Ronda Rousey still hasn't accepted her knockout defeat to Holly Holm and may have to cut ties with her team if she wants to return to the summit of UFC, according to fighter-turned analyst Dan Hardy.
Rousey's incredible rise saw her become the public face of the world's most notorious MMA promotion, dominating the women's ranks and finishing all but one of her first six UFC fights inside the opening round.
Her world came crashing down in November 2015 however, losing her bantamweight championship when a stunning head kick from Holm condemned her to a first defeat in the Octagon. That loss enforced a 13-month break from action. Her grand return last December at UFC 207 ending in even more devastating fashion when Amanda Nunes recorded a TKO victory in just 48 seconds.
That defeat to Nunes stunned the fight world and has left Rousey's UFC future in severe doubt, with the promotion's president Dana White unsure if she will ever compete again.
Rousey, 30, isn't the first UFC fighter to suffer a major setback in her career and will not be the last. But the manner in which she responded to her devastating defeat to Holm could and should have been handled better, Hardy told IBTimes UK.
Hardy, who has plans to return to the Octagon himself, endured a similarly dark period in his career, suffering four back-to-back losses – including a knockout defeat to Carlos Condit in 2010 – that left his future with the promotion in jeopardy. He says coping with a loss requires a fighter to rewire how they view a fight completely, or they risk never fully recovering.
"When someone is watching an MMA fight, they are watching the person getting beaten up. If you are speaking to a fighter, they are watching the person winning the fight. We don't see the person losing because we [as fighters] don't visualise yourself as that person.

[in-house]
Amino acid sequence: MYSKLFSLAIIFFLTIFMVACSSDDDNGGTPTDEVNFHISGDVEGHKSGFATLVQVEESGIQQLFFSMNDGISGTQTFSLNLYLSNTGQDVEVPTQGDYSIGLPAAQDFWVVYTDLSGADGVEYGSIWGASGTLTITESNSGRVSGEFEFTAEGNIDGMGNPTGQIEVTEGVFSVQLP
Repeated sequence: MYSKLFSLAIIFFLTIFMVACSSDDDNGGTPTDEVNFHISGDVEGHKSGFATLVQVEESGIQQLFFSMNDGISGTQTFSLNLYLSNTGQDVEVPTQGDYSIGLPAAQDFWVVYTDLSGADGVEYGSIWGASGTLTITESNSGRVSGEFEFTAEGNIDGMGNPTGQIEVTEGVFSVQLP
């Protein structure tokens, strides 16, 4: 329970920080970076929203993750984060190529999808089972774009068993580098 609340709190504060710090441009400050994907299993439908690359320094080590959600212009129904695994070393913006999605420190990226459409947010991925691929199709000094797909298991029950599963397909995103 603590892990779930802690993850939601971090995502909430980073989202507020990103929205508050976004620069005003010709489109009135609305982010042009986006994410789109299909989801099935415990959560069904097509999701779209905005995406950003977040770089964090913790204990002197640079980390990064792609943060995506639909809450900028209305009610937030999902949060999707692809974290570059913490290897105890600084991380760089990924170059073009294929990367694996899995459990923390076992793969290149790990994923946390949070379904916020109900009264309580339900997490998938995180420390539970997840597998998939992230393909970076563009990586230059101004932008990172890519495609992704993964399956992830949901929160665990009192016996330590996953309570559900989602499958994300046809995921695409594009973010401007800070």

"After you have been knocked out, all of a sudden you start focusing on the person who is losing the fight. Unless you can start rewiring that in your head and start realising that you have the skills to be the person on top winning the fight, then it can burden you and it can slow you down. I think that is what effected Ronda going into her last fight. I don't think she has ever really faced her knockout loss to Holly Holm and it doesn't bode well for a fighter of her calibre and fame."
Rousey's coach Edmond Tarverdyan attracted swathes of criticism following the Holm loss. That criticism returned after the Nunes fight, with Rousey's failure to improve her striking and boxing abilities thrown under the spotlight once again in front of millions of viewers. But both Tarverdyan's and Rousey's failures in-between those two fights go much deeper than just technical shortcomings says Hardy, who feels the former bantamweight champion simply didn't take the opportunity to learn from her mistakes.
"That should have been something her coach pulled her to one side over, they should have sat down, they should have watched it [the Holm fight] 10 or 15 times and talked it through over and over again until she was sick of watching it. My knockout loss to Carlos Condit, it doesn't bother me anymore because I can see the reasons why it happened. I can see the mistakes I made. But if you don't address it, you don't see those mistakes and you don't learn from them."
Rousey's future in the UFC remains in real doubt but if a return does beckon, Hardy feels now is the time for Rousey to distance herself from the people who have let her down.
"Questions were asked about Ronda's boxing skills and I think we got those answers in her last two fights. I think she needs better striking. She possibly needs to find a better striking coach, Edmund has had a lot of criticism in the way he dealt with Ronda over the last two fights and I think that is fair.
"You have got to think where Ronda is at in her career, she is one of the most famous people in sport. So for her to step out of her inner circle and so find somebody else to work with is very difficult for her. She is relying on the people that are already around her and I feel they have let her down."
Part Reptile by Dan Hardy is published by Headline, priced £20.00